The full gallery of my photos from the night can be found here.
Last night was the first evening of the music segment of SXSW 2012, and the warm Austin streets were filled with expectant concert-goers from pretty much all walks of life. At every single official party huge lines choked the sidewalks, with jubilant and/or drunken fashion-conscious twenty-somethings spilling over in to the street.
The Hype Hotel party, an official showcase by The Hype Machine, is a case in point. The photo below belies the true scale of the massive line which, in fact, wrapped around the building and extended for a city block.
The moral of the story – if you’re planning on attending an official event this week, be sure to arrive a couple hours early.
Having received this advice early on in the day, I heeded it and arrived at the Sound Pellegrino vs Body High showcase rooftop just as the sun was going down. I was met by Orion Garcia, aka DJ Orion, who had been hard at work for hours preparing a visual display that he would run that evening to accompany the performances.
As perhaps an intentional (and perfect) analogy to the music I’d hear later on, the light display used a collection of small elements, movement within those elements, and ample empty space to create the whole. Picture in your mind (or examine the photo below) full motion video comprised of hypnotic 3d visuals and surreal stop-motion looking cartoons, with dashes of ultra-bright solid patterning thrown in for good measure. We talk about this idea a lot on Salacious; leaving space in your music for it to breathe and move, and I was really impressed with Orion’s analog of this – his comment that it’s merely “ballin on a budget” was overly modest.
The whole venue was visually very exciting. Exposed brick behind the visual display, and minimal lighting throughout set among a tribal / jungle-esque decor, with a 270 degree view of the Austin skyline. The rooftop was a perfect setting for the warm, clear Austin evening.
Setting: check. All that was left was the set (sets, actually).
Let me just say, before I delve in to specificities, that I was extremely impressed with the versatility of the performers. I think that it’s perhaps the local culture, and varied cultural influences from the latin, rap, and island music scenes that are much more prevalent in LA than they are in Toronto.
First up was Cedaa, from the Body High camp. Never before have I heard a set of bass music that had so many hips winding. His selections were downright funky, with a strong trap music influence. As far as they go, you cannot ask for a better opening DJ. He started with the perfect energy, and built slowly & reliably as his set progressed. By the time he was done, we all had our buzz on and were hungry.
Next up was another performer from the Body High roster, S________. Now here is a guy who epitomizes why musicians are finding success at a decreasingly young age. If hungry describes how much the slightly-intoxicated dancers were at around 1030, voracious would describe his production schedule and work-ethic.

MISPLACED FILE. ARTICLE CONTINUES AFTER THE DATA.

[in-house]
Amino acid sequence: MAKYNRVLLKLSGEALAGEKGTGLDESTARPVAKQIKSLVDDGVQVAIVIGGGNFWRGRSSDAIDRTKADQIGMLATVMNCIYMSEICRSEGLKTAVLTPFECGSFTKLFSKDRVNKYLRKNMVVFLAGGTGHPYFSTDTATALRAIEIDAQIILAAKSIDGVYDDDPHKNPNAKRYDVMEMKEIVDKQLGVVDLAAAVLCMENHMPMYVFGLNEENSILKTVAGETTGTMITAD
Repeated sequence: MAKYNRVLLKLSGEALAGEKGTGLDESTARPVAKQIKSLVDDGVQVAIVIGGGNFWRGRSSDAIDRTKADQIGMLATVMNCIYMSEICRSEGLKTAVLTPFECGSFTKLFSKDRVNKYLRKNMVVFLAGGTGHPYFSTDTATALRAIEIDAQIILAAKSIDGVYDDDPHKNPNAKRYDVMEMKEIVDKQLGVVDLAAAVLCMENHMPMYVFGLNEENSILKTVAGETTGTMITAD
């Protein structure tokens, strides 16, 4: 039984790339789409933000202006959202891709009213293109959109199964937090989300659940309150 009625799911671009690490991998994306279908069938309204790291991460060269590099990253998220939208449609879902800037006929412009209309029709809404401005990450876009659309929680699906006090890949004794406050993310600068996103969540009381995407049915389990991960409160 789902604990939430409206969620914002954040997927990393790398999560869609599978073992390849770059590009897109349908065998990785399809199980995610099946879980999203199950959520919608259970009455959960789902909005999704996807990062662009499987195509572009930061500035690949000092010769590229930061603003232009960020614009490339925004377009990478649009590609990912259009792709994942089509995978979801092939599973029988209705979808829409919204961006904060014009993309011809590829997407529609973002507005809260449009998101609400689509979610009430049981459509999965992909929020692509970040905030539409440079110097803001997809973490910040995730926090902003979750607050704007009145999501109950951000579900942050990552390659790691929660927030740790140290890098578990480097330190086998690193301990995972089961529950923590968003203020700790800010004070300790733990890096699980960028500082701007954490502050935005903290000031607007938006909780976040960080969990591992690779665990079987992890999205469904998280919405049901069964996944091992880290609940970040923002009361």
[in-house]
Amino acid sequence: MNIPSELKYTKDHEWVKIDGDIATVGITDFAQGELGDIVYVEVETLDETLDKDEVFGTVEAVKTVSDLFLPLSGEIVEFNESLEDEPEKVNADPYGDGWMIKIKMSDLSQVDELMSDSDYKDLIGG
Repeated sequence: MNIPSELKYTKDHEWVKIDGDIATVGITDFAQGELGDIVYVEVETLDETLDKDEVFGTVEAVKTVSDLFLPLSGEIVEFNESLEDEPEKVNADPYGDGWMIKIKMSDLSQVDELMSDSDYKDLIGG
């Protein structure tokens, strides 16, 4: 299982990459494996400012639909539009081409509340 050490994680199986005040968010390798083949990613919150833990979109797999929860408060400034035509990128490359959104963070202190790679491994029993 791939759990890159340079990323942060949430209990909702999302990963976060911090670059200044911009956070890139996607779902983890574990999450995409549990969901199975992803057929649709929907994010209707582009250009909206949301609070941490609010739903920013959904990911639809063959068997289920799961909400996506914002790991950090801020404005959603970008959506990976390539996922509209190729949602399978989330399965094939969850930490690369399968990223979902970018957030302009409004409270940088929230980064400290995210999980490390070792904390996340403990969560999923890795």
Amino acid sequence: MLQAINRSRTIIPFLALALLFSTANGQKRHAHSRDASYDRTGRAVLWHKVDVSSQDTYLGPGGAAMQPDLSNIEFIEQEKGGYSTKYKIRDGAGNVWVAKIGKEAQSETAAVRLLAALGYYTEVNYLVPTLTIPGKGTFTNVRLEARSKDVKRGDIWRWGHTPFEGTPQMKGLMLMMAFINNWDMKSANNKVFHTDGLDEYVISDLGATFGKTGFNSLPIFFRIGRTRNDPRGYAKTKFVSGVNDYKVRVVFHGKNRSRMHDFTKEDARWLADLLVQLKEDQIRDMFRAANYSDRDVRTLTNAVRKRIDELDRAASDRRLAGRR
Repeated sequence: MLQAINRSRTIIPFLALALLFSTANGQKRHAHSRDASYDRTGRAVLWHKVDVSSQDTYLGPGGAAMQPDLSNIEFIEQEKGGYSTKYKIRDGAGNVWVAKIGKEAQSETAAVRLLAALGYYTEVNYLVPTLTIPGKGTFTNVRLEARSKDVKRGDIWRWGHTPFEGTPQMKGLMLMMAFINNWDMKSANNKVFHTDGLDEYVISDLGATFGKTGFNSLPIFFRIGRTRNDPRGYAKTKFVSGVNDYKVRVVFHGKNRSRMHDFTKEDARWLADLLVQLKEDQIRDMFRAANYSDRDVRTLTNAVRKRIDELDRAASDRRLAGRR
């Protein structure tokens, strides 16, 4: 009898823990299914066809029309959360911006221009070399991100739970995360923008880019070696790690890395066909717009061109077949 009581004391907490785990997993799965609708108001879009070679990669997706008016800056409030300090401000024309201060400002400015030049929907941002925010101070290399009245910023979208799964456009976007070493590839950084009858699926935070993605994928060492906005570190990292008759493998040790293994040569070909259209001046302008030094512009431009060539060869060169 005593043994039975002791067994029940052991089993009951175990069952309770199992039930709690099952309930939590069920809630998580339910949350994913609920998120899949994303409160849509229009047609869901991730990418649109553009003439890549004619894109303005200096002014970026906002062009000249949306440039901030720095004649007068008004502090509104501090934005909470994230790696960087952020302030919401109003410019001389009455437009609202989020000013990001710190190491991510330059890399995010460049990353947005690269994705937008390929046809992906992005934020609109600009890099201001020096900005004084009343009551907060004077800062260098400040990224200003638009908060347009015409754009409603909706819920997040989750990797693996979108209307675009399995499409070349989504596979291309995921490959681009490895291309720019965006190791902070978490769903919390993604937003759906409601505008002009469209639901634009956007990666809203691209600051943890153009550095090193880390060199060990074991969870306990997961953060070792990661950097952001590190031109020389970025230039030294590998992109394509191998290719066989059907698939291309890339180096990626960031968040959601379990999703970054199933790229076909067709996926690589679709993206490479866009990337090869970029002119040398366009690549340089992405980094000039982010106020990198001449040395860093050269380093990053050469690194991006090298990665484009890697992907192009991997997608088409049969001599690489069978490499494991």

His set was very eclectic. It started out with a recent personal favourite by Nina Kraviz, and spanning across the bass music spectrum all the way from what is ostensibly booty-house to with some rather future-dub sounding stuff. The garage influence was the most apparent in his set out of all the performers of the evening, to be sure.
When his set was done, the crowd was REALLY amped. As sure proof, in the DJ world, when the music cut to give pause for DJ Funeral’s intro the crowd roared. The mood was changed pretty dramatically. The sounds coming from the masked man’s turntables were deep, lush, broken, and very tribal. It matched the jungle-esque ambiance I mentioned earlier perfectly, and set the tone for his set.
His mixes, in stark contrast to the rolling tribal rhythms which pervaded most of his selections of the evening, were razor sharp. The pace moved extremely quickly, and each successive introduction brought the energy of the room slightly higher.
The final set I listened to last night was the LA-based duo comprised by Jerome Potter (of LOL Boys) and Samo Sound Boy. The duo, who recently released an eponymous debut DJ Dodger Stadium, had a rooftop built for 200 rammed with a large portion of the 3000 person guestlist, and they were on full-tilt.
The guys’ skill was immediately apparent in their selections and mixing. Their extensive experience playing in LA and abroad was put to good use – the energy of their set and engagement with the crowd was mesmerizing. They had the crowd in the palm of their hand, and the entire cast of musicians cycling through the stage to show their support and enthusiasm for their performance.
If there’s one takeaway from the night, it’s that for those of us who place importance on versatility, we all have a lot of work to do. I learned a great deal about the way bass music is changing this year, and make no mistake, Body High is pushing it forward rapidly.